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Why Axel Springer may snap up Business Insider

Tom Barfield · 24 Sep 2015, 10:17

Published: 24 Sep 2015 10:17 GMT+02:00

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Axel Springer is not a name that obviously leaps to mind when you think of new media.

The publishing house, best known as the owner of long-running German newspapers Die Welt and Bild, has been a familiar landmark on the German media scene since its founding in 1946.

But a report from tech news site Re/code on Monday suggested that the company is planning on expanding its minority stake in BI, the business, celebrity and tech news outlet founded by former Wall Street analyst Henry Blodget in 2009.

"If you look at what Springer has been up to recently, they're trying to extend themselves as a platform" for online news, professor of media economics and innovation at Stuttgart Media University Mike Friedrichsen told The Local.

That would enable the company to move on from its current incarnation as a stable of print publications and survive as the world of news changes.

"Newspapers like Bild are falling away [in popularity] and Springer need to build themselves a second leg to stand on," Friedrichsen added.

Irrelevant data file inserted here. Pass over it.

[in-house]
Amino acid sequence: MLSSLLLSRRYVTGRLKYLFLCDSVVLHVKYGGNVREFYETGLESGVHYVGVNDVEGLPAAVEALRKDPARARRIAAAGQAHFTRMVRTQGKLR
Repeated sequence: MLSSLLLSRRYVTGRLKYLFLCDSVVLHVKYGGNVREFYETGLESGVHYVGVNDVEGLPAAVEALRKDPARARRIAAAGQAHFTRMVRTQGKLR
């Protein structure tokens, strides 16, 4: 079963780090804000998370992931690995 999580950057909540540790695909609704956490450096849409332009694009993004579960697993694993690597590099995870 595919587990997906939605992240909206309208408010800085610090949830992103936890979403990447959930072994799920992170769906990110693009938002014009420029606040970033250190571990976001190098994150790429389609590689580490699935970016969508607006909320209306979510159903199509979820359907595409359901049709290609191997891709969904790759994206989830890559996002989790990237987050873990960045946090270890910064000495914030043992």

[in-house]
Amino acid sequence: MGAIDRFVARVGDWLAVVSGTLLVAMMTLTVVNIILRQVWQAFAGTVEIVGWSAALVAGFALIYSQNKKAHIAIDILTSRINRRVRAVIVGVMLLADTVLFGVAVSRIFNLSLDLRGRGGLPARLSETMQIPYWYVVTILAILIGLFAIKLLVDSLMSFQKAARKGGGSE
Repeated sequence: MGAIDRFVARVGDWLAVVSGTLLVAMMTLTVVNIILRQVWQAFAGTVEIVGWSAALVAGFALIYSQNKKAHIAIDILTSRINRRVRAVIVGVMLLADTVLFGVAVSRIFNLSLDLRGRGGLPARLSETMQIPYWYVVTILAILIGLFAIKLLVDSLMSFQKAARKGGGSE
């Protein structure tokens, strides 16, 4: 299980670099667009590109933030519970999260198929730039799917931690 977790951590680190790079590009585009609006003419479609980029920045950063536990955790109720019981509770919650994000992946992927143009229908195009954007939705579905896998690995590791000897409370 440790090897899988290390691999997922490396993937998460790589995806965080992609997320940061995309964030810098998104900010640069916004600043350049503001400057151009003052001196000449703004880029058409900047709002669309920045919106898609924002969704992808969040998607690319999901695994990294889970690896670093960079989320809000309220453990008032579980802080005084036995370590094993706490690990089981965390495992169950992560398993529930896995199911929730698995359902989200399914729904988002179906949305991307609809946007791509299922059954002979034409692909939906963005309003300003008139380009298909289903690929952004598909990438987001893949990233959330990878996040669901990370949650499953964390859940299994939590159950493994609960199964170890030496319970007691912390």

"Business news is becoming more and more of an important factor in the media industry."

BI would be an obvious complement to Springer's joint venture with US news site Politico, which this year opened a bureau in Brussels to cover European news in-depth.

"I believe the two will be merged," Friedrichsen said. "Springer is clever enough not to try and divide itself across two markets, but rather to combine – it would make no sense for them to compete against themselves."

Friedrichsen recalled that in conversations he had had with Axel Springer Executive Vice President Christoph Keese, "if you ask him what the future is like then he uses the word platform. They are betting on that being their business model in the future."

But simply buying up BI won't be enough to future-proof the publishing house.

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"In the next few years, business and economics news will change so much. There is so much free news out there, companies themselves especially are publishing more and more – what is the added value [of journalism] for readers and users?" Friedrichsen asked.

While no one yet has the answer to that decisive question, Springer is likely betting that among the journalists at BI are some of the people who will come up with it in the coming years.

"They have to buy in competence, because they don't have it in-house – neither at Welt nor at Bild," said Friedrichsen.

For more news from Germany, join us on Facebook and Twitter.

Tom Barfield (tom.barfield@thelocal.com)

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